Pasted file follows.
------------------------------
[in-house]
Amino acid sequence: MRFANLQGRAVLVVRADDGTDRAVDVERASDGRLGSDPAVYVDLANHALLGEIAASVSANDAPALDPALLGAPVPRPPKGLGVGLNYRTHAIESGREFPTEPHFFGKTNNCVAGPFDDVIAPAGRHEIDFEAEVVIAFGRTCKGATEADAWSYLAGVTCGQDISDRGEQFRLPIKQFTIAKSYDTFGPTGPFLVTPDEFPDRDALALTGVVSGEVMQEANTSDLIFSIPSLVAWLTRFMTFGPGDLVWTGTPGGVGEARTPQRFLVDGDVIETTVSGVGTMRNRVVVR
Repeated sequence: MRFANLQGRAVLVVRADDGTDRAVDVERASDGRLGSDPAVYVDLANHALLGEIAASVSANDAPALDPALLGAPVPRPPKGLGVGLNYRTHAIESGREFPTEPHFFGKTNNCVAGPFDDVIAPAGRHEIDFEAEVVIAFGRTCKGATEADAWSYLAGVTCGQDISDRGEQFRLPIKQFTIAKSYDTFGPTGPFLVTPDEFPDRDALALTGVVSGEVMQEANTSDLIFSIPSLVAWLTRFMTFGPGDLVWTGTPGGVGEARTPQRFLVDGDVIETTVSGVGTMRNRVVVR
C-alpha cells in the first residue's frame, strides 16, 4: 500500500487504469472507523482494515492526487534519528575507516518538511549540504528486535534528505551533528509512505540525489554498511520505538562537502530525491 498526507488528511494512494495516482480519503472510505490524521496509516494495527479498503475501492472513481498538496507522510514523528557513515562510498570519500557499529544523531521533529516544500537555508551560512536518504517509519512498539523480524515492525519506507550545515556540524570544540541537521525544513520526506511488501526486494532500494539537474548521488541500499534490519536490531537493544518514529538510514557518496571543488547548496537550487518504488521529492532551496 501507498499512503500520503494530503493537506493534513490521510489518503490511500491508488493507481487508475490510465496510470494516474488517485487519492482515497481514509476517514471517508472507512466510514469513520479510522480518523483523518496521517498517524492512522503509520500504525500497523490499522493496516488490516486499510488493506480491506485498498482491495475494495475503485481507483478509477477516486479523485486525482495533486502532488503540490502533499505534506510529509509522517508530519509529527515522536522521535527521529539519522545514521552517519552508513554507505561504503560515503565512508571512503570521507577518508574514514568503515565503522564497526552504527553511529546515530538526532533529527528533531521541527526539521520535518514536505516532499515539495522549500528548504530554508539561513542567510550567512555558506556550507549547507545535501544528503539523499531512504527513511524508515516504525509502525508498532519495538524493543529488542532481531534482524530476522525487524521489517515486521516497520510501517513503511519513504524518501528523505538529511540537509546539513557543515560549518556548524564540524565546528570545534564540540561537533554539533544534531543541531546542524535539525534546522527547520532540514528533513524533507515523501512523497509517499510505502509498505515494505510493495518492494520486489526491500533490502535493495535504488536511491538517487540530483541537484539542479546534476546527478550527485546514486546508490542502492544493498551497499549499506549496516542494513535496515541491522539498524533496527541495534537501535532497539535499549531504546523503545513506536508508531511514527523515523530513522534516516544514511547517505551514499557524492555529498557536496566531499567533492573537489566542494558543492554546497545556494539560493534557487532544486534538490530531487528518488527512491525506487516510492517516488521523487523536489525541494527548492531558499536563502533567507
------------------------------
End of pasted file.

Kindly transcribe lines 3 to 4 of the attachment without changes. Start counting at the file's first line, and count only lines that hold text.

Repeated sequence: MRFANLQGRAVLVVRADDGTDRAVDVERASDGRLGSDPAVYVDLANHALLGEIAASVSANDAPALDPALLGAPVPRPPKGLGVGLNYRTHAIESGREFPTEPHFFGKTNNCVAGPFDDVIAPAGRHEIDFEAEVVIAFGRTCKGATEADAWSYLAGVTCGQDISDRGEQFRLPIKQFTIAKSYDTFGPTGPFLVTPDEFPDRDALALTGVVSGEVMQEANTSDLIFSIPSLVAWLTRFMTFGPGDLVWTGTPGGVGEARTPQRFLVDGDVIETTVSGVGTMRNRVVVR
C-alpha cells in the first residue's frame, strides 16, 4: 500500500487504469472507523482494515492526487534519528575507516518538511549540504528486535534528505551533528509512505540525489554498511520505538562537502530525491 498526507488528511494512494495516482480519503472510505490524521496509516494495527479498503475501492472513481498538496507522510514523528557513515562510498570519500557499529544523531521533529516544500537555508551560512536518504517509519512498539523480524515492525519506507550545515556540524570544540541537521525544513520526506511488501526486494532500494539537474548521488541500499534490519536490531537493544518514529538510514557518496571543488547548496537550487518504488521529492532551496 501507498499512503500520503494530503493537506493534513490521510489518503490511500491508488493507481487508475490510465496510470494516474488517485487519492482515497481514509476517514471517508472507512466510514469513520479510522480518523483523518496521517498517524492512522503509520500504525500497523490499522493496516488490516486499510488493506480491506485498498482491495475494495475503485481507483478509477477516486479523485486525482495533486502532488503540490502533499505534506510529509509522517508530519509529527515522536522521535527521529539519522545514521552517519552508513554507505561504503560515503565512508571512503570521507577518508574514514568503515565503522564497526552504527553511529546515530538526532533529527528533531521541527526539521520535518514536505516532499515539495522549500528548504530554508539561513542567510550567512555558506556550507549547507545535501544528503539523499531512504527513511524508515516504525509502525508498532519495538524493543529488542532481531534482524530476522525487524521489517515486521516497520510501517513503511519513504524518501528523505538529511540537509546539513557543515560549518556548524564540524565546528570545534564540540561537533554539533544534531543541531546542524535539525534546522527547520532540514528533513524533507515523501512523497509517499510505502509498505515494505510493495518492494520486489526491500533490502535493495535504488536511491538517487540530483541537484539542479546534476546527478550527485546514486546508490542502492544493498551497499549499506549496516542494513535496515541491522539498524533496527541495534537501535532497539535499549531504546523503545513506536508508531511514527523515523530513522534516516544514511547517505551514499557524492555529498557536496566531499567533492573537489566542494558543492554546497545556494539560493534557487532544486534538490530531487528518488527512491525506487516510492517516488521523487523536489525541494527548492531558499536563502533567507